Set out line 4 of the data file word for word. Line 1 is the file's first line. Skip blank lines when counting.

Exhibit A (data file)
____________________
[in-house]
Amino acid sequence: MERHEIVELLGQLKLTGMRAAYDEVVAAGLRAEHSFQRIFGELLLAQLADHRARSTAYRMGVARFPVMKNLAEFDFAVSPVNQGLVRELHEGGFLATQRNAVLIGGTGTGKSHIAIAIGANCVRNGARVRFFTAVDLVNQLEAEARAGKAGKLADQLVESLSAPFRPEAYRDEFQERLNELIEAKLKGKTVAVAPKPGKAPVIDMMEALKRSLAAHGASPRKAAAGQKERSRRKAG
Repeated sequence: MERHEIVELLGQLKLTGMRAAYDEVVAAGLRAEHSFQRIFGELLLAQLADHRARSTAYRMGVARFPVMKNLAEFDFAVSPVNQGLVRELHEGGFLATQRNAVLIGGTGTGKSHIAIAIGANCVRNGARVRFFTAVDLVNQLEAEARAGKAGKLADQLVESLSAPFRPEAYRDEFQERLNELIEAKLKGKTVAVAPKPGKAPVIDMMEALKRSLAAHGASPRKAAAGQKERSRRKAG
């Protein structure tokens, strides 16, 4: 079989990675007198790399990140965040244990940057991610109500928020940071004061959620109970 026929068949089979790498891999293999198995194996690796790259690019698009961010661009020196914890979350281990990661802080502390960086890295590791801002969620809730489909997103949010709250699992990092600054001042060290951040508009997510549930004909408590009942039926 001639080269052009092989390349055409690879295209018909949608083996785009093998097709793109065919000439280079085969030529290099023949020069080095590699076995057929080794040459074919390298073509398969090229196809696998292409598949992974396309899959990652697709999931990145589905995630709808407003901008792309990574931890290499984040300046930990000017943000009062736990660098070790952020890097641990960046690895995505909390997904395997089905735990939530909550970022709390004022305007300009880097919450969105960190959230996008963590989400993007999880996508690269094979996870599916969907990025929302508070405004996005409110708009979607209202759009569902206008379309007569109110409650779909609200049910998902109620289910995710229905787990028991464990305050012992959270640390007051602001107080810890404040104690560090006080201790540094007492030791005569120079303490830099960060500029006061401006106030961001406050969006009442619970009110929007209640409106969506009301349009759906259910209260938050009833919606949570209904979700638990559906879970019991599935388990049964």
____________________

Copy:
């Protein structure tokens, strides 16, 4: 079989990675007198790399990140965040244990940057991610109500928020940071004061959620109970 026929068949089979790498891999293999198995194996690796790259690019698009961010661009020196914890979350281990990661802080502390960086890295590791801002969620809730489909997103949010709250699992990092600054001042060290951040508009997510549930004909408590009942039926 001639080269052009092989390349055409690879295209018909949608083996785009093998097709793109065919000439280079085969030529290099023949020069080095590699076995057929080794040459074919390298073509398969090229196809696998292409598949992974396309899959990652697709999931990145589905995630709808407003901008792309990574931890290499984040300046930990000017943000009062736990660098070790952020890097641990960046690895995505909390997904395997089905735990939530909550970022709390004022305007300009880097919450969105960190959230996008963590989400993007999880996508690269094979996870599916969907990025929302508070405004996005409110708009979607209202759009569902206008379309007569109110409650779909609200049910998902109620289910995710229905787990028991464990305050012992959270640390007051602001107080810890404040104690560090006080201790540094007492030791005569120079303490830099960060500029006061401006106030961001406050969006009442619970009110929007209640409106969506009301349009759906259910209260938050009833919606949570209904979700638990559906879970019991599935388990049964």